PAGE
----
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Report: those Old Norse-Icelandic elves are still ambiguous in nature


     Oh those Old Norse-Icelandic elves. Will I ever be rid of them and their ambiguous nature?

     I have a short report to write about my FYP and despite having spend several hours already on it today, I’m only half done with it. But you’ve already written your FYP? Why is this report taking you so long? no one asks…

     Well, as the first sentence of this blog post hints at, my report is in Japanese. I have a hard enough time trying to explain and summarise my topic in English, a language I have been speaking since however old I was when I first started to talk. Despite the gentle mocking I get from my mom who likes to remind me on occasion that I am doing an English degree and should be able to use words to express myself rather than making indistinguishable sounds without opening my mouth (that to me perfectly represent my emotions), I like to imagine I’m pretty good at English. The point I’m leading to after that unnecessarily long sentence – I’m good at English and summarising my project in my native language is difficult. I am writing in English about texts that were first written in Old Norse after all. With summarising my FYP already being a difficult thing to do, I am now left with the task of trying to talk about it in Japanese.

     I’m not good at Japanese.

     It’s good that I’ve realised this three weeks before I do my last Japanese exam and finish my degree. I’m ever on time with these realisations.

      So, it’s taking me a while to write this report and in all honesty, this blog post is me procrastinating. I do like to procrastinate. I mean, the report is only 1,200-1,500 characters long. In the grand scheme of things, that’s short. The things we usually have to write are only 400-500 characters long though, a paragraph, so I’m not used to writing something that requires me to actually plan it. Also, did I mention I’m not very good at Japanese?

     Still, at least I’m learning some really useful vocabulary…like 酷薄無情(kokuhaku mujyou)…which I think means cold-hearted and ruthless. Oh, and 不明な意図 (fumeina ito), unclear intentions.

     I’m being sarcastic there, though actually, those words are far more useful to me then some of the stuff I was learning last semester when I found myself in my oral exam discussing my interest in the chemical composition of ice on comets. I still have yet to make use of 彗星着陸探査機 (suisei chakuriku tansaki), comet landing spacecraft, in everyday conversation.

     In hindsight, I probably should have just found a news story about cats…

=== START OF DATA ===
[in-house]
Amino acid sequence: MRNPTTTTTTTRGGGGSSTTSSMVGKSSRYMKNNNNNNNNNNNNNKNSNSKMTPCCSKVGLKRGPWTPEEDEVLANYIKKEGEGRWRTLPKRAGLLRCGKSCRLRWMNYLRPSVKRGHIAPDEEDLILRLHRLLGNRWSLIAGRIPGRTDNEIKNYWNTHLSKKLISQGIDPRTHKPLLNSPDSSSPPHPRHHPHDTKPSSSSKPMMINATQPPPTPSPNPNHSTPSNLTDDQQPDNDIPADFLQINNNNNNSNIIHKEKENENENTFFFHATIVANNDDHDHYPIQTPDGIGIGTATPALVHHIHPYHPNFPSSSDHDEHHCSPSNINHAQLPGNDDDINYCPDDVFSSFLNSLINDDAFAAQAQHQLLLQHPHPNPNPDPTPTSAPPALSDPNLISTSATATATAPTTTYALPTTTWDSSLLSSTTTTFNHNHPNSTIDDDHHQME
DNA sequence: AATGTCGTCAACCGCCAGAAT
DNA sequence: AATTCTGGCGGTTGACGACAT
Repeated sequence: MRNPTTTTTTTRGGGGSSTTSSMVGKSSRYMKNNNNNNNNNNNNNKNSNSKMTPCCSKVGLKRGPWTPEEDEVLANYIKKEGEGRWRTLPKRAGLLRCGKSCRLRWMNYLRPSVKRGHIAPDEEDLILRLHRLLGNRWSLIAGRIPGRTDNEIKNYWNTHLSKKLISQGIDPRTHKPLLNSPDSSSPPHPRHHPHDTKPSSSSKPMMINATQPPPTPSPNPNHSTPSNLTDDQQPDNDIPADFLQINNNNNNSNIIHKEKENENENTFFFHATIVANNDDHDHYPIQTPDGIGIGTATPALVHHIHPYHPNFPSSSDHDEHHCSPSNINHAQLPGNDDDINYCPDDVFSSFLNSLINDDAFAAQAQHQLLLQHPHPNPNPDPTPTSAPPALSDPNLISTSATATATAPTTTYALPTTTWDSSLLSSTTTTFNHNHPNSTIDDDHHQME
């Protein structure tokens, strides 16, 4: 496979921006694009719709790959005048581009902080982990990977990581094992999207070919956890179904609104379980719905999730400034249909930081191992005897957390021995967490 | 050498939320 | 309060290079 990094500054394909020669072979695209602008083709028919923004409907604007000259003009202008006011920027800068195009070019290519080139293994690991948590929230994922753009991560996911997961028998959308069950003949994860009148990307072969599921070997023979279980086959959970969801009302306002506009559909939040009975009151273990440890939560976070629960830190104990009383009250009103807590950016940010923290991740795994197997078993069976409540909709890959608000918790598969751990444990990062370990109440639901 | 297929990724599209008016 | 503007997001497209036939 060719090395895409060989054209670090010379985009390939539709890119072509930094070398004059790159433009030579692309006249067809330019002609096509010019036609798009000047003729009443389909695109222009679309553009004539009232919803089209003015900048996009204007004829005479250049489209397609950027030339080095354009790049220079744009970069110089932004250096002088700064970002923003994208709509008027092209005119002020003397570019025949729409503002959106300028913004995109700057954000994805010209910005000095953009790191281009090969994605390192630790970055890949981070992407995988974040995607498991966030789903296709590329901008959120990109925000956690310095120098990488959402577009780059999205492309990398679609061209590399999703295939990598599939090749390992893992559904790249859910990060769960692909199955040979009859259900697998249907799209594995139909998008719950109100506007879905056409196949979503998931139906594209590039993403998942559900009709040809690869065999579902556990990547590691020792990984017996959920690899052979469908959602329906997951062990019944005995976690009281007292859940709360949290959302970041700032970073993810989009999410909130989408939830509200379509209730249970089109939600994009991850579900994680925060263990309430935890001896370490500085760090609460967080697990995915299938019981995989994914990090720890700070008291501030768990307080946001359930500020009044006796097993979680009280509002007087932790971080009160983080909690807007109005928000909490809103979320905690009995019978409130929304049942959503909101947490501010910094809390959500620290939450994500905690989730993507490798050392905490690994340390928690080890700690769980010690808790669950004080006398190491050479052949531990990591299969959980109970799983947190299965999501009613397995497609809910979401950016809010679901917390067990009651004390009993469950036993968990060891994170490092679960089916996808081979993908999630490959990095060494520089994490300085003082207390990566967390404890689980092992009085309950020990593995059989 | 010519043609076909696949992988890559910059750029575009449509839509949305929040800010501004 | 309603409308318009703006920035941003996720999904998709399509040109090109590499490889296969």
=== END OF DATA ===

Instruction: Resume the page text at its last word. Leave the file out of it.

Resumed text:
9 thoughts on “Report: those Old Norse-Icelandic elves are still ambiguous in nature

  1. wow, that just sounds incredibly difficult. I have studied Old English texts and they were bad enough but Old Norse in Japanese?! What kind of course are you doing?


    1. That’s the funny thing actually, what I’m studying has nothing to with Old Norse. I major in English literature and minor in Japanese but for some reason when it came to choosing a topic for my final year project, I chose to write about Old-Norse Icelandic elves.
      I really didn’t think things through with it because now I have this Japanese assignment in which we have to write a short report about out FYP and I have to be able to talk about it for the Japanese oral exam I have soon.
      And I talking about Old Norse in English was difficult! 😀

      Liked by 1 person

    2. Well Old Norse is pretty interesting, though a lot of people are looking at me funny when I tell them that I’m currently studying Japanese but that I want to go do a masters in Old Norse and Viking studies.
      I tell you though, you know your life is taking a strange turn when you find yourself debating whether when trying to spell names in katakana for Japanese assignments, you should start with the anglicised versions or just with Old Norse spellings to Japanese.


    3. It’s great! I am just doing English which feels very dull in comparison. I suppose it is difficult to be wrong in that case, not many people will have faced your challenge before. So in the Masters would that type thing be cultural studies/history or more lit. focused?


    4. It’s an interdisciplinary masters so it covers all those areas, bit of archaeology too I think. It depends on what modules you pick and where you decide to do the second year (the first year is in Iceland, the second year you get to pick either Norway or Denmark and they’ve specialise in different areas).
      I think after four years of English lit, I’m just a bit bored of it. I like the idea of an interdisciplinary masters. Mix things up a bit.

      Liked by 1 person

    5. Yeh sounds really interesting! I am thinking of doing a masters (this won’t be for a couple of years) but I do want to do something different to my degree for sure.


    6. Ya, don’t think I could handle a masters that was straight English lit. Still, it’ll be another few year likely before I’ll be doing the masters, unless I stumble across an abandoned bag with a hell of a lot of money in it. So who knows what I’ll end up studying!

      Liked by 1 person

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